Sullivan v. EichmannAnnotate this Case
Docket No. 96931-Agenda 23-September 2004.
JANET D. SULLIVAN, Appellant, v. ROBERT E. EICHMANN, M.D., Appellee.
Opinion filed November 18, 2004.
JUSTICE FITZGERALD delivered the opinion of the court:
In this medical malpractice case, the circuit court of Winnebago County denied plaintiff's request to substitute counsel immediately preceding arguments on defendant's motion for summary judgment, granted defendant's motion for summary judgment, and subsequently denied plaintiff's motion to reconsider. Plaintiff appealed these rulings, and the appellate court affirmed. No. 2-01-1386 (unpublished order under Supreme Court Rule 23). We allowed plaintiff's petition for leave to appeal. 177 Ill. 2d R. 315. The principal issue we consider in this case is whether the trial court abused its discretion in denying substitution of counsel prior to arguments on defendant's motion for summary judgment.
In September 1996, defendant, Dr. Robert Eichmann, a board-certified specialist in obstetrics and gynecology, performed abdominal surgery on plaintiff, Janet Sullivan. Sullivan experienced complications following surgery, including a perforated bowel. In September 1998, Sullivan filed a medical malpractice complaint against Dr. Eichmann, and alleged that Dr. Eichmann's negligent conduct caused her medical complications. A letter attached to the complaint, signed by Dr. Harrith M. Hasson, provided that Dr. Eichmann deviated from the standard of care during his treatment of Sullivan. See 735 ILCS 5/2-622 (West 1998). At the time of filing her complaint, Sullivan was represented by trial counsel Gregory Barrett.
Subsequently, the parties conducted discovery. Several times during discovery, court orders were amended to extend the time to disclose and depose fact and expert witnesses. The trial court repeatedly ordered Sullivan to formally disclose the name of her expert and the expert's opinions, and to make the expert available to be deposed. On February 15, 2001, during a routine status hearing, Barrett informed the court that Dr. Hasson was withdrawing as an expert and was not willing to testify that Dr. Eichmann was negligent. Barrett requested additional time to seek a new expert. The court granted the request, and ordered Sullivan to disclose an expert and answer all interrogatories by March 19, 2001. Sullivan did not comply with the trial court's order. On April 6, 2001, Dr. Eichmann filed his "Combined Motions to Dismiss and/or for Summary Judgment." Pursuant to Supreme Court Rule 219, Dr. Eichmann sought the dismissal of Sullivan's complaint due to Sullivan's failure to comply with the trial court's discovery orders. See 166 Ill. 2d R. 219(c). Alternatively, Dr. Eichmann sought summary judgment as a matter of law because Sullivan failed to identify or provide the opinion of an expert witness who would state that Dr. Eichmann deviated from the standard of care. See 735 ILCS 5/2-1005 (West 2002). Dr. Eichmann argued that without an expert Sullivan was not able to establish a prima facie case of medical negligence.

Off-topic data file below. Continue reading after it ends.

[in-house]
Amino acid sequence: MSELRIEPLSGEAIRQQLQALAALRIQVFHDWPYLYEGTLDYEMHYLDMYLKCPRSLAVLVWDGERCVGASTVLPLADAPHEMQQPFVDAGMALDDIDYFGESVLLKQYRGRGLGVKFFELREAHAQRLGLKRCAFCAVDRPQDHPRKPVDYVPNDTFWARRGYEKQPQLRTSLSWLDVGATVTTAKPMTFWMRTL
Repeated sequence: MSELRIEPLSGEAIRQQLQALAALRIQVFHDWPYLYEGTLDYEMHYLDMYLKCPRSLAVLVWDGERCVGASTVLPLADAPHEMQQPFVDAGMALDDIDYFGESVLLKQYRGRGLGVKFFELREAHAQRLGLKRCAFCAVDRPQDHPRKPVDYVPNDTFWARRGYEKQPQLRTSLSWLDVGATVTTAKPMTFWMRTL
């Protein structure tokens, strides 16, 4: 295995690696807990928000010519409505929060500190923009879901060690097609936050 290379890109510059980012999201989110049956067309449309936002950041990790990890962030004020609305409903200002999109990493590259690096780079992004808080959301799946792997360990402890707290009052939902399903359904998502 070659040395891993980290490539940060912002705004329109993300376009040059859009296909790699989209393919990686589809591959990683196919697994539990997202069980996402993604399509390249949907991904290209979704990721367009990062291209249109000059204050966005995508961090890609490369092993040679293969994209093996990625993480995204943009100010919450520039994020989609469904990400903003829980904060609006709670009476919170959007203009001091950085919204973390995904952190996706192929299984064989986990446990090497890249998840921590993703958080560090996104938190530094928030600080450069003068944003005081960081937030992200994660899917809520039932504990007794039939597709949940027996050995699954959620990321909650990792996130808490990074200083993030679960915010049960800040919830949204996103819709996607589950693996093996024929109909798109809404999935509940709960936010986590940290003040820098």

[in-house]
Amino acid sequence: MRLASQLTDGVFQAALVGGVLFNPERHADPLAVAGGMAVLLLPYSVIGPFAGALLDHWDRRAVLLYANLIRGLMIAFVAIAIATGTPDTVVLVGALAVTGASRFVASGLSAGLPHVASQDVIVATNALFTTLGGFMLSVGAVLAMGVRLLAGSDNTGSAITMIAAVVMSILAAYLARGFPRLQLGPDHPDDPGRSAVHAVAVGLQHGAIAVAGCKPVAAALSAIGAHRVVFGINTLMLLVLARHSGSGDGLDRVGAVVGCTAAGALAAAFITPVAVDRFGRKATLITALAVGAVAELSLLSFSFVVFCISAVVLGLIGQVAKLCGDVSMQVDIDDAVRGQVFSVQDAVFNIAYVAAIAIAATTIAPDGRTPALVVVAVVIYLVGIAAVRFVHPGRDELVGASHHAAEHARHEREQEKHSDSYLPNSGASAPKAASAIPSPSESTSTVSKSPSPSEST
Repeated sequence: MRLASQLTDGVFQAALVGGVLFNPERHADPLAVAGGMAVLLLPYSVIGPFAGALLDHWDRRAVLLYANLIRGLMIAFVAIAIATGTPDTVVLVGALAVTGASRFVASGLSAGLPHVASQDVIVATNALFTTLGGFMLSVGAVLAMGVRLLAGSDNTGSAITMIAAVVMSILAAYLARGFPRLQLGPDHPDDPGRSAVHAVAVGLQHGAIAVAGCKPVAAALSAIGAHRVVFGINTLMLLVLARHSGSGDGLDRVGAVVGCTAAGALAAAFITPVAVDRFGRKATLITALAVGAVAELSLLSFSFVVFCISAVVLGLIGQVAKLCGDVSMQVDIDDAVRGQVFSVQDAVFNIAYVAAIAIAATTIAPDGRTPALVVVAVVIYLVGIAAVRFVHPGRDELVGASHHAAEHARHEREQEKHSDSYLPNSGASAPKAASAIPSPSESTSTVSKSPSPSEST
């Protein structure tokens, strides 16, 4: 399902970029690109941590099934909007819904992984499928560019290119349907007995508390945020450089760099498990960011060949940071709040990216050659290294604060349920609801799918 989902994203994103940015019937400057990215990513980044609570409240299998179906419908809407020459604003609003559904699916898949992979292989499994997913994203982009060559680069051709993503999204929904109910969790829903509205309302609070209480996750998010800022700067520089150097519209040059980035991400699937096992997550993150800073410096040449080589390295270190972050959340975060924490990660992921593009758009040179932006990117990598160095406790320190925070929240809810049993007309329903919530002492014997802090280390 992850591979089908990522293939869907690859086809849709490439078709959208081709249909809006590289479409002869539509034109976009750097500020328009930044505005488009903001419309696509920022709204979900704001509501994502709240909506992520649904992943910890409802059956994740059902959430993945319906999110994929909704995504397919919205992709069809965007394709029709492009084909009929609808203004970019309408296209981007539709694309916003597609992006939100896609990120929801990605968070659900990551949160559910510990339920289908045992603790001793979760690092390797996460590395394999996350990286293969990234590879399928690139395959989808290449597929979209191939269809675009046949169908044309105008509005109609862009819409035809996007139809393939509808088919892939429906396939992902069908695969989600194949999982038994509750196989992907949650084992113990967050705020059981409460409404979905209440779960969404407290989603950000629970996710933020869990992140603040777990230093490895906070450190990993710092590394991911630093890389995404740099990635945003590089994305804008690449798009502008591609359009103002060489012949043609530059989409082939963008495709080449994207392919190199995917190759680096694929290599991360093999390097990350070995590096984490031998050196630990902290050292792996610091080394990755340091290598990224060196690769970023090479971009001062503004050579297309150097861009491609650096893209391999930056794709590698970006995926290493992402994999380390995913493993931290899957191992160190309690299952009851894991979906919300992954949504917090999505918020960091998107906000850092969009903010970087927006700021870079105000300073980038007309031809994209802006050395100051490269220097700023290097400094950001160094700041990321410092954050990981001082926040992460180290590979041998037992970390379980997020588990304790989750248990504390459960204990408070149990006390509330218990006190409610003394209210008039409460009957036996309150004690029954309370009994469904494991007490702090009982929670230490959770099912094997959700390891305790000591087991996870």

On May 4, 2001, the motion for summary judgment was heard by the trial court. A court reporter was not present during the hearing and, therefore, the record does not contain a transcript. However, Sullivan's motion to reconsider and petition for leave to appeal to this court, together with Dr. Eichmann's brief to this court and the transcript from the hearing on Sullivan's motion to reconsider, provide a sketch of what transpired on May 4, 2001. The transcript discloses that Sullivan's new counsel, Michael Holoka, provided an oral account of what occurred in court on May 4, 2001. Dr. Eichmann did not contest the facts as orally detailed by Sullivan's attorney. Further, Dr. Eichmann did not contest the facts as outlined by Sullivan in her petition for leave to appeal to this court or during oral argument before this court. It is evident, therefore, that the following occurred on May 4, 2001.